Hacking has increasingly been making headlines over the last few years. At the same time, cybersecurity has been in the same story covering large-scale data breaches or website shutdowns. For most people, the threat of hacking involves the stealing of identity, fraud and banking. But, there's a more personal vulnerability that could develop with the emergence of precision medicine. Instead of stealing a password, cyberthieves could be snooping for your genetic information. Luckily the burgeoning field of genomic security is there to stop would-be criminals.
Your Genes, Your Medicine
Medicine has always been tailored to an individual's needs. Whether it's a prescription for an allergy medicine or contact lenses, medicine is personal. Precision medicine takes healthcare to the next level by customizing treatments based on your specific genetic information. All the genes in your body add up to a big book of you. In a specific chapter, there could be a story about your genes that lets your doctor know what type of medicine to administer.
"Our goal for this facility is to be a regional destination center for active people seeking innovative and inclusive sports medicine services. The Sports Medicine and Life Performance Institute brings resources and expertise - academic, clinical and material - all together in an exceptional facility. This pioneering approach and our profound commitment to patients will create value that attracts people from all over the Midwest," said Dr. J. Bryan Dixon of the Advanced Center for Orthopedics in a press release.
"From a service point of view I think any growth in the medical service area to our citizens can only be a benefit," said Marquette City Manager Mike Angeli.
Precision medicine can be used in cancer treatments. Doctors can look for specific genetic mutations that they can then target with chemotherapy or radiation. This type of treatment would lead to fewer side effects, which means a better recovery process.
All of this genetic information can be stored digitally, which opens up treatment to a global scale. You don't have to fly to a specialist in another state or country; instead they can pull up your genetic information to evaluate any treatment.
However, there is a drawback to this approach. Your genetic information is now genetic data, which means it has to be stored on a server, or the cloud. It's protected in the same way as other sensitive information, but there are concerns that a data breach could result in a criminal knowing everything about you in the literal sense.
Services offered at the facility include regional orthopedic and sports medicine services; a 24-hour gym offering medical fitness and wellness services; physical therapy, specialty spine and orthopedic rehab services; aquatic therapy, hand therapy, and athletic training services; and sports science research focusing on non-traditional treatments for cancer survivors.
Privacy is of the utmost importance when it comes to your DNA. Not only is this data personally revealing, it also identifies all the generations of your family from past to present to the future. Interestingly, the first step to protecting this highly sensitive information is space.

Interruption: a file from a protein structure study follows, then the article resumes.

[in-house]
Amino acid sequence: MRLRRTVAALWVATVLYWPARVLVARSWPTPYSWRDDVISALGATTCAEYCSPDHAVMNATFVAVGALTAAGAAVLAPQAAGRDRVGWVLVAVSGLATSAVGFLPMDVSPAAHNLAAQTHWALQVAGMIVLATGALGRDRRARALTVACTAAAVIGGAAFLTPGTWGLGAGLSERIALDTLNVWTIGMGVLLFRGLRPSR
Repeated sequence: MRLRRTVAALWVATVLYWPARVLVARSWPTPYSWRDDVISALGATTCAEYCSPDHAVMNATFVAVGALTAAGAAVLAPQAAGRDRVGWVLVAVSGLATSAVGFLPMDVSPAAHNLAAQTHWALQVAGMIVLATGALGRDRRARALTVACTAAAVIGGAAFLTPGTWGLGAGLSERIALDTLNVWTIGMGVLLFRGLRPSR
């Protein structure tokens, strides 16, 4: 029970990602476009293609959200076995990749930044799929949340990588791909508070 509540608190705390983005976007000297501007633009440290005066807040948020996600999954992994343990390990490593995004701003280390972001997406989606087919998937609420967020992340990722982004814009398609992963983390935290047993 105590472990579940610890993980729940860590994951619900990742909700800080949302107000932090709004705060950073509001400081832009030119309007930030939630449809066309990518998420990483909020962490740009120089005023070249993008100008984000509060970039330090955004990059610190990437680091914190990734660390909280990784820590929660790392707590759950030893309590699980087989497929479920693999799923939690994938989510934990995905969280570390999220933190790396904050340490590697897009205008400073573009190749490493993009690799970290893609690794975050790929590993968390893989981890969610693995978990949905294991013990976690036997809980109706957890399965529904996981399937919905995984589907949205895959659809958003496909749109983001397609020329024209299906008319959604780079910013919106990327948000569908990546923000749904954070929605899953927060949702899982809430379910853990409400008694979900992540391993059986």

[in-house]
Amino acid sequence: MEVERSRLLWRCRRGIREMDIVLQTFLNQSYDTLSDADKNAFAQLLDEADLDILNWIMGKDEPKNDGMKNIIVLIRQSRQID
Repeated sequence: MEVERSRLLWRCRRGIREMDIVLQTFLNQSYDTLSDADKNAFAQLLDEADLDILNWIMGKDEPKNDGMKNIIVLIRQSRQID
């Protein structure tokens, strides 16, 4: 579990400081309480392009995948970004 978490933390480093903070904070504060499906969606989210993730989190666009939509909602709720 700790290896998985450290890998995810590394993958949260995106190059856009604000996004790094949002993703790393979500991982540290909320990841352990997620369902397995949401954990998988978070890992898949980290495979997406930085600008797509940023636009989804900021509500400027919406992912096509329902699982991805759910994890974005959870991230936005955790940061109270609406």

Because your genomic identity can be stored in large files, the future of precision medicine requires more hard-drive space. Legacy facilities designed to securely store medical data and records will need to be upgraded to accommodate the more sensitive genetic information. Other hardware and network upgrades, capable of dealing with files as large as 500 GB, will also be needed.
There are ways to create a framework of genomic security based on best practices developed in other areas of cybersecurity. A classification system that helps classify genetic information, thus making it harder for thieves to connect DNA with an individual, would be one layer of security.
Brian Sinotte, chief executive officer of UPHS-Marquette, said, "This one-of-a-kind institute is a key part of our broader effort to transform health care in our region to best meet the needs of our communities and neighbors for generations to come."
The facility is a collaboration between UP Health System Rehab Services, Northern Michigan University, Advanced Center for Orthopedics and Plastic Surgery, UP Rehab Services and Perform4Life Medical Fitness & Wellness Center.
Encryption would also need to be a part of the genomic security equation. From the database to the transit stage and any device capable of transmitting or accessing genetic data would need to be encrypted. Secure coding, so that no sensitive information can be found within the source itself, will also be needed to safeguard genetic information. Better auditing, which creates a chain of custody and command, will also be useful to determine any vulnerabilities.
Construction began on the $3.6 million, 25,000 square-foot facility in June 2016 and will be completed in February, with an open house and sign reveal planned for spring. The building is located at 841 W. Washington St.
Whereas data retention can be quantified in months, or a few years, genomic data needs to be held for decades or even a century if we're thinking about a family. Data centers need to be equipped to handle 50 years, or more, of data. That's a lot of storage and tracking, which means a different type of training is necessary.
The best security methods in the world won't matter without a good notification system. Early threat detection can help minimize any breach. Most importantly, genomic security needs to be holistic in nature with a goal of securing data for a very long time.